UPDATE (1-Oct-09): This merger will no longer proceed. Details here. Also read Joshua Gans' post on this.
The last time I talked about the merger between Melbourne Business School and the University of Melbourne’s Faculty of Economics and Commerce (FEC) the two schools had:
- agreed in principle that were going to merge
- started a consultation process to figure out how that would happen.
Since then, they have agreed on the proposed merger and are now waiting on approval from the Members of MBS Ltd – which is the not-for-profit organization that governs Melbourne Business School – before they can go on.
Announcements and News Reporting
This was announced by both MBS and Melbourne Uni:
- MBS news article: ‘Proposed Merger’
- MUSSE article: ‘Business and economics education powerhouse set for Melbourne’
And has also been discussed in the media:
- The Age: ‘University may shed more jobs in faculty merger’
- Financial Times: ‘Melbourne school merger’
Yes, the jobs angle was a funny one for The Age to take but I presume they did that because the timing of the merger announcement was unfortunate: Melbourne Uni had only just announced that they were going to cut 220 jobs because of the financial shortfall brought about by the global financial crisis.
Communicating the Plan
In order to give us stakeholders a chance to find out first-hand what was going on with the merger, MBS invited students and alumni for a Questions & Answers session with Acting Dean Jennifer George and Professor Richard Speed.
It was hugely encouraging to know that a session like this had been planned. Mergers are difficult times for both organizations and, during this period, it’s crucial to have this kind of stakeholder communication and engagement. And by ‘stakeholder’ I mean everyone involved in the organization so that includes employees, students, alumni, prospective students, faculty, academia, industry, government, accreditation organizations, suppliers, employers, partners, the media, and so on.
Further, this communication and engagement needs to be:
- take place at all levels of the organization, and
- discuss the issue to varying levels of depth depending on who you’re talking to and what’s important to that group of people.
Fortunately, that’s exactly what MBS is doing and this session was an excellent first step.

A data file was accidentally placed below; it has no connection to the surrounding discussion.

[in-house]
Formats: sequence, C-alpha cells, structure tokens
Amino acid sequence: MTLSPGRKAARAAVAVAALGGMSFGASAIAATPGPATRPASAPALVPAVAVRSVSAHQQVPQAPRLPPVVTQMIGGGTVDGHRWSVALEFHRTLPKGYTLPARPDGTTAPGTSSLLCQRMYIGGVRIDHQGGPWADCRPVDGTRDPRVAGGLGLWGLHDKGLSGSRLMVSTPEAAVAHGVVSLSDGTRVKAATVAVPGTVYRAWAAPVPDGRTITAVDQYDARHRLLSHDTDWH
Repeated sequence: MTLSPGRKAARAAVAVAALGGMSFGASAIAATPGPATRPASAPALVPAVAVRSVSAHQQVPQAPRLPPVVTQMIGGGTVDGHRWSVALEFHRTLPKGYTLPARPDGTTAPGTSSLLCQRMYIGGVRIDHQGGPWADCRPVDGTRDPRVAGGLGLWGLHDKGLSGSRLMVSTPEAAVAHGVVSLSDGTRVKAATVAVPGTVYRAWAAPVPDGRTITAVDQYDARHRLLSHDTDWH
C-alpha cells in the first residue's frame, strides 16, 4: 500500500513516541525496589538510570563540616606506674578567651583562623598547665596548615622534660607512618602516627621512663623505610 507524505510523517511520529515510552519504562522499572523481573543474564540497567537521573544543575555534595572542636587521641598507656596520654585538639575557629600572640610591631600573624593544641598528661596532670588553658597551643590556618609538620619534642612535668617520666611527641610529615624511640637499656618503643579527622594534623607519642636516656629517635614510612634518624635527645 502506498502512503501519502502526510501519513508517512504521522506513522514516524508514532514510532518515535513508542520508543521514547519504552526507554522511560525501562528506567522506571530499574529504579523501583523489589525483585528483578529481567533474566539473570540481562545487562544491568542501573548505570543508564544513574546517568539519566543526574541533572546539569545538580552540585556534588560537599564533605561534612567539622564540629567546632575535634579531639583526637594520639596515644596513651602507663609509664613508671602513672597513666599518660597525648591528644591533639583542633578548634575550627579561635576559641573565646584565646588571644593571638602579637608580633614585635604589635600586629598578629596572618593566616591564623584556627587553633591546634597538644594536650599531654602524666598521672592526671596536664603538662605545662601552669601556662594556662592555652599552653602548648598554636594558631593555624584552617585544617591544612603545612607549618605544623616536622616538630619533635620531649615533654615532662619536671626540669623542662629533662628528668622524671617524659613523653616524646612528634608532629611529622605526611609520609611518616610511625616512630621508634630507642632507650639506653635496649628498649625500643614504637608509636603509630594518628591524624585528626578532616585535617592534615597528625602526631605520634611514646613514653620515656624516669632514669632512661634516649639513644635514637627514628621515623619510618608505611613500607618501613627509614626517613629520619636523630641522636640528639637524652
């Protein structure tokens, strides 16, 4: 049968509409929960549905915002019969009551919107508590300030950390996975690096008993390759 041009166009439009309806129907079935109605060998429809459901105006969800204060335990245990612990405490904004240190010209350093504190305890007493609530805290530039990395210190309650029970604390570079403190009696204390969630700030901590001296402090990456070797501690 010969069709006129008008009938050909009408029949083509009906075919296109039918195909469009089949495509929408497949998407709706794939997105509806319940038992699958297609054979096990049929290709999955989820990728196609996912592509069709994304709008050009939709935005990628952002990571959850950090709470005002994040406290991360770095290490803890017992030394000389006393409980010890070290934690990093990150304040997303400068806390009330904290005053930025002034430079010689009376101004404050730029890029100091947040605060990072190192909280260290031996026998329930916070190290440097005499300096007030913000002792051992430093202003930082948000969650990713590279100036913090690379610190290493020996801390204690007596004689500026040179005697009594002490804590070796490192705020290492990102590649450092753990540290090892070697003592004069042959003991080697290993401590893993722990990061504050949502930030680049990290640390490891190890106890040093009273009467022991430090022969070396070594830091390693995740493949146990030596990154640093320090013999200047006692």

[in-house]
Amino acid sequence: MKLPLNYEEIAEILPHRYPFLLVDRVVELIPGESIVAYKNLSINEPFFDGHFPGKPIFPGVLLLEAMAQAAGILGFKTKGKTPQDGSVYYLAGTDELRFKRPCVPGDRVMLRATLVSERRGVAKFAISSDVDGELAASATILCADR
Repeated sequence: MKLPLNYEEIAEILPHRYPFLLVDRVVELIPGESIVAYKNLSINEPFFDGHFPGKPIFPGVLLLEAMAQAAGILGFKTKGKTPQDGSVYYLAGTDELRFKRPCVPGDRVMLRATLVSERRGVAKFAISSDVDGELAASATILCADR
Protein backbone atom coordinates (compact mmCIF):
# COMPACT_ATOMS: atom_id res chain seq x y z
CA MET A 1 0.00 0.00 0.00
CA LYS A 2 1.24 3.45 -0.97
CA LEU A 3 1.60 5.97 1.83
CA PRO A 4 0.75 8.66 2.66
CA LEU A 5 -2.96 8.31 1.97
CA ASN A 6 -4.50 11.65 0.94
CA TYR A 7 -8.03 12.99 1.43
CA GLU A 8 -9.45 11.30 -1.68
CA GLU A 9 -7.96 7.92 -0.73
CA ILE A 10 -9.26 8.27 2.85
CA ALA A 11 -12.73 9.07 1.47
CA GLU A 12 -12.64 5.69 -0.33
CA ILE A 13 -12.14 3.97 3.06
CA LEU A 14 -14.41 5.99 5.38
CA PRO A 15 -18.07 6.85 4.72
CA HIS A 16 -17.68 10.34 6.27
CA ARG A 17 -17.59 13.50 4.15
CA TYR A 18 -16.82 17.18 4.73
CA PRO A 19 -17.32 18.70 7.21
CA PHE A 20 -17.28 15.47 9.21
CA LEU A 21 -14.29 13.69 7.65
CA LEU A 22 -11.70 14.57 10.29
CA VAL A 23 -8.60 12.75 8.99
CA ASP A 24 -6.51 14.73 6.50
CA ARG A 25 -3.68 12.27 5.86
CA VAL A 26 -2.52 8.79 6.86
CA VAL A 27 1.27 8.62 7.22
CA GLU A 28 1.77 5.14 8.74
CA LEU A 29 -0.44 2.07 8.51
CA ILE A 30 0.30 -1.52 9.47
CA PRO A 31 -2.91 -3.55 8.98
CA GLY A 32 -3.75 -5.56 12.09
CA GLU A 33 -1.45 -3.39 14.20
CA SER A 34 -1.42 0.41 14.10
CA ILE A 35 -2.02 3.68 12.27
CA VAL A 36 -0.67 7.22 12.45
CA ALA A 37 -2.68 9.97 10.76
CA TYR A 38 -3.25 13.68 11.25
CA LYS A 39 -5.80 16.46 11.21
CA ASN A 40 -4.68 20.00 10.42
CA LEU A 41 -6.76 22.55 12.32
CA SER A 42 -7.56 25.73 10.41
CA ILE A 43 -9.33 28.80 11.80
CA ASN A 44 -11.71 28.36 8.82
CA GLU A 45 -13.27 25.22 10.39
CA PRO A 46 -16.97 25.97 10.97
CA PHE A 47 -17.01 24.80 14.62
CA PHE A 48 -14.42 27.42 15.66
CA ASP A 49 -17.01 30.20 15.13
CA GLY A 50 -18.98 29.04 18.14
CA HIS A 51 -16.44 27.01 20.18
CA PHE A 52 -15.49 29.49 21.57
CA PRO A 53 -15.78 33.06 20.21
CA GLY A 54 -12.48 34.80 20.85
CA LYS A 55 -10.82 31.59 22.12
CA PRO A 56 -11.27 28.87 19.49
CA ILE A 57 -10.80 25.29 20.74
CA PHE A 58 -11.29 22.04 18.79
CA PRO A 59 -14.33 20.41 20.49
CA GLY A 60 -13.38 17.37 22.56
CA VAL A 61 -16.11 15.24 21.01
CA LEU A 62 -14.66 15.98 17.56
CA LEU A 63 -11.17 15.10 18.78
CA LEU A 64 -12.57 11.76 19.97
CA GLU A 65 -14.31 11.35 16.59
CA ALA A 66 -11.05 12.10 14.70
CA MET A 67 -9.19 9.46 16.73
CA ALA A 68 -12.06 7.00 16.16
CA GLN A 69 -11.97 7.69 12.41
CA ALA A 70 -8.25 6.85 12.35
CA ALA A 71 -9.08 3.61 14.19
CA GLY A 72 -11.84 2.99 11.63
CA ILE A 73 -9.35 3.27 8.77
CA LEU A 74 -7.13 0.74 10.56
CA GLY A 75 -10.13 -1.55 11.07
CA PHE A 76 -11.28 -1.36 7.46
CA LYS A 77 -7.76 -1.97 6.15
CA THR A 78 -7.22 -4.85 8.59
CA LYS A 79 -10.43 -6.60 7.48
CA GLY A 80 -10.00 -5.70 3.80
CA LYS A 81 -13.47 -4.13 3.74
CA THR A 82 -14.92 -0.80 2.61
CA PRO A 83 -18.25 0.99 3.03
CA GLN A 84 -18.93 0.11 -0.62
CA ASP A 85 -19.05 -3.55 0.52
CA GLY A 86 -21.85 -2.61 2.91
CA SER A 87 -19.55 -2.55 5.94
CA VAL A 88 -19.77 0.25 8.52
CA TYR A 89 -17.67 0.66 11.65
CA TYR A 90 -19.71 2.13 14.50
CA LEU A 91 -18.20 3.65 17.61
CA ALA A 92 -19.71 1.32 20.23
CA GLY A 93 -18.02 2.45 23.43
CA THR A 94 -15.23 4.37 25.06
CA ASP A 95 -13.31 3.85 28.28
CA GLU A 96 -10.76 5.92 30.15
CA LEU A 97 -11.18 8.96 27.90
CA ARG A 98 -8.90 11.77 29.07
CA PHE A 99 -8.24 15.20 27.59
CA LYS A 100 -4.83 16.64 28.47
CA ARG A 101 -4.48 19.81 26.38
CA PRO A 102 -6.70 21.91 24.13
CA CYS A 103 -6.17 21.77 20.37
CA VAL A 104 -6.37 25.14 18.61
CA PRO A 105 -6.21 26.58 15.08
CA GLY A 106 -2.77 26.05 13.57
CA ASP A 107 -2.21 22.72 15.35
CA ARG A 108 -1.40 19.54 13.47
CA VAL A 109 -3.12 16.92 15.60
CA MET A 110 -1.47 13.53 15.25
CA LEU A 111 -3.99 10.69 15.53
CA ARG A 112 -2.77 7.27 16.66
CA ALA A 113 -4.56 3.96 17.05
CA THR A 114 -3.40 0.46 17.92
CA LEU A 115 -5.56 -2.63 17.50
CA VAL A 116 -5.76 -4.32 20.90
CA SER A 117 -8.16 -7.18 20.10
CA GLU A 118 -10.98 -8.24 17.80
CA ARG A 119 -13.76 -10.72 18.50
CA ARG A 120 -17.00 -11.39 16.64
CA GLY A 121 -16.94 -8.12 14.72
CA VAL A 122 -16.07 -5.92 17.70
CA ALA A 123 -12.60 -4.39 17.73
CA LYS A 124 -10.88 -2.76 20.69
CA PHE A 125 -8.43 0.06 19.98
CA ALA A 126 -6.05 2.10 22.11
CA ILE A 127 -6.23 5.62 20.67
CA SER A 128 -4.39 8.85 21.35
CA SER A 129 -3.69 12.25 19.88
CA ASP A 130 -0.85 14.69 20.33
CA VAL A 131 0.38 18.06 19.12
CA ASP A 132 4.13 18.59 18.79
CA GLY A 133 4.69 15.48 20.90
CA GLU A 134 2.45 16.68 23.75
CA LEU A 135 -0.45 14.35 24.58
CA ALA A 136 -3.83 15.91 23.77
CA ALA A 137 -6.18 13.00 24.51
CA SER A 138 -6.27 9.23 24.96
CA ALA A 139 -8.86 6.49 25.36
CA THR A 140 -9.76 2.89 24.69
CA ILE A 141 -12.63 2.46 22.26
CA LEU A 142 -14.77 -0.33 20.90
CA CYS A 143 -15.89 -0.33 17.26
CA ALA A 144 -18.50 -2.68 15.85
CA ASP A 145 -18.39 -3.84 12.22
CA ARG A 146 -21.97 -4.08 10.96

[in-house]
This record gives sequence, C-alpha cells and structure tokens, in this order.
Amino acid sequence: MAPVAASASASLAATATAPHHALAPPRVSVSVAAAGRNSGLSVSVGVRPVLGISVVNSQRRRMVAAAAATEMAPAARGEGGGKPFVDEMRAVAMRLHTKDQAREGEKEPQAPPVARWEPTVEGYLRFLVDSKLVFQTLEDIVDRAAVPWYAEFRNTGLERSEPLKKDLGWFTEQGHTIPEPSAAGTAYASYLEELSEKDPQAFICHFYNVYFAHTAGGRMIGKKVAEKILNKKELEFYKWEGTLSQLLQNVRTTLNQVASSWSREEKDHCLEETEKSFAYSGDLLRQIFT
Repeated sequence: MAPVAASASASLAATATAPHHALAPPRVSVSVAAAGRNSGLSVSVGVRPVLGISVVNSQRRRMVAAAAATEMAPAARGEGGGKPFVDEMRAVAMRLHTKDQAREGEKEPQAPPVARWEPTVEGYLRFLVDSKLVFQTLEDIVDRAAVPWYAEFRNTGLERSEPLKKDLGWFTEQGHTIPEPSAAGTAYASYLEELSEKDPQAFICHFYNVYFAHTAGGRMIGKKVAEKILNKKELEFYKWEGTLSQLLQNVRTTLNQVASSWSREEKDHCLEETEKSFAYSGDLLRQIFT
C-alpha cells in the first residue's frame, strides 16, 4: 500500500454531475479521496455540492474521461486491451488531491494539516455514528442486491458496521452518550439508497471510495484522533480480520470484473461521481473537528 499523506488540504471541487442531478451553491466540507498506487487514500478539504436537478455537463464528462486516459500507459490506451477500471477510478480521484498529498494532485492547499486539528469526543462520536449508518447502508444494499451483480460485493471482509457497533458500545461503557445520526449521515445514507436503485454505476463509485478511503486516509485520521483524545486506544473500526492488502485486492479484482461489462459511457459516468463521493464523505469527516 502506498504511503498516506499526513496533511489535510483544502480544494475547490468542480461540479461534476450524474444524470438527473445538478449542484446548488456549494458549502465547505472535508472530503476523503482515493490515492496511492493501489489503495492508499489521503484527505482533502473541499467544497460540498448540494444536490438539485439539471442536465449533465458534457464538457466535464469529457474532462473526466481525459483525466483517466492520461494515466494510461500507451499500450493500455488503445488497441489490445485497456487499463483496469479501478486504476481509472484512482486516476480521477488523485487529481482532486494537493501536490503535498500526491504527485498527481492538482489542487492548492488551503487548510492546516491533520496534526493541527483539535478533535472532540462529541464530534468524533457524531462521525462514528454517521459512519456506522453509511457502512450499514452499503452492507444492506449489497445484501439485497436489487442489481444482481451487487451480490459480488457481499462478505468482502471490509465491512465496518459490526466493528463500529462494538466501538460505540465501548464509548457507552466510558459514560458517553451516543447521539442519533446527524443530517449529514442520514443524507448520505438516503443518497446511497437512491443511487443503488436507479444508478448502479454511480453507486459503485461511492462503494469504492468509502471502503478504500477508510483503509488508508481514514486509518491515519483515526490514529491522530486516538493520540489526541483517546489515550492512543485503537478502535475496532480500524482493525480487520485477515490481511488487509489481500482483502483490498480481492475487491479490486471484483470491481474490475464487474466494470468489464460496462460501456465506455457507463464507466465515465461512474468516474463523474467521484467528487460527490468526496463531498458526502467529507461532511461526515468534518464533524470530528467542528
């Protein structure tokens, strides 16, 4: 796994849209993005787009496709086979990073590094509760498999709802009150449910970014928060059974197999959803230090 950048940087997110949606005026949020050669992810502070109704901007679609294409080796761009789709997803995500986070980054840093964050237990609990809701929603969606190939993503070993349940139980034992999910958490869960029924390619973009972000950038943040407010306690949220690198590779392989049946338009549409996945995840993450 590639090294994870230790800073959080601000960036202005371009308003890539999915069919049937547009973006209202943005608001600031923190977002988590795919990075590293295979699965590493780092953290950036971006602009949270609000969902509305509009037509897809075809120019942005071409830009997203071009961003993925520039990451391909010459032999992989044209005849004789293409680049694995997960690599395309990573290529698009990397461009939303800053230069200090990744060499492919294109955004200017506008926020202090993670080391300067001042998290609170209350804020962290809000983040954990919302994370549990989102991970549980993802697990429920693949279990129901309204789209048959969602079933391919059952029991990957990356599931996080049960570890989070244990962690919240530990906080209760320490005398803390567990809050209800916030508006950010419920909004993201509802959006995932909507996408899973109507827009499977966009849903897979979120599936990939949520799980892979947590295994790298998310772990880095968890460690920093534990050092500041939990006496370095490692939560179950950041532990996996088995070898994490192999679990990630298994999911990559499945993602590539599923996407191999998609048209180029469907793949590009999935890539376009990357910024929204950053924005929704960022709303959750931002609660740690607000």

What was also good was the kind of session that Jenny and Richard ran: it was completely open, honest, and we could ask them anything we liked. They didn’t, of course, know the answers to all our questions – there are still numerous details to be worked out – but they did manage to cover all the important points.
What I liked most about the session, though, was the sense of excitement and realistic optimism that everyone seemed to have. This merger is an exciting opportunity and, though everyone knows it will be difficult and complicated to pull off, we are looking forward having a crack at it.
Details About the Merger
So what have we learnt so far about the proposed merger?
- The organizational structure of the merged entity, called the Faculty of Business and Economics (FBE), has been finalized:
- The main merging is taking place in the graduate space because undergraduate and executive degrees and courses will probably not change very much post-merger. How exactly the graduate space (i.e. degrees, courses, schedules, fees, classes, faculty, research, etc.) will change has yet to be finalized. Indeed, that space may continue to change and evolve over the next 2-3 years as things get tweaked and improved.
- Academic oversight over all courses, subjects, and degrees offered by the FBE remains, of course, with the University of Melbourne.
- The management of the FBE goes to MBS Ltd. In exchange, the University of Melbourne increases its stake in MBS Ltd from 45% to 70%.
- MBS Ltd’s Board gets increased to thirteen members: eight nominated members (to be voted in), two university-appointed directors, one staff director, one alumni director, and one executive director.
- The current Chair of the MBS Board, Ron McNeilly, continues in his role. The current Dean of the FEC, Professor Margaret Abernethy, becomes the inaugural Executive Dean of the new FBE.
- Mt. Eliza Executive Education becomes Melbourne Executive Education. However, this is run by a wholly owned subsidiary of MBS Ltd (which I refer to in the chart as Melbourne Executive Education Ltd because I don’t know what it will be called). So, even though this is part of the FBE, it will be managed reasonably independently.
- The new graduate program will be split into two streams. The pre-experience stream will be for students fresh out of an undergraduate degree (or with limited work experience). The post-experience stream will be for students with some work experience. The existing MBS MBA degree will come under the post-experience stream while some of the FEC’s existing masters degrees will come under the pre-experience stream.
- Assuming the MBS Board approves this proposal, the FBE will officially come into being on 1 October 2009 with an aim for “full integration” by 1 January 2010.
As you can imagine, most of the synergies of this merger will occur in the graduate area where there are numerous win-win scenarios. For example, MBS students will get access to a wider range of electives while FEC students will get access to the specialist electives that only MBS offers.
The next important date for the merger is 26 August, which is when Members of MBS Ltd will meet in an Extraordinary General Meeting to vote on the merger proposal. There is no real reason for the proposal to not be accepted but that is the last formal step that needs to be taken. I’ll keep you posted on how that goes.
Over the next few months, I hope to write more about this merger in particular and about mergers, cultural change, and stakeholder engagement in general. Stay tuned.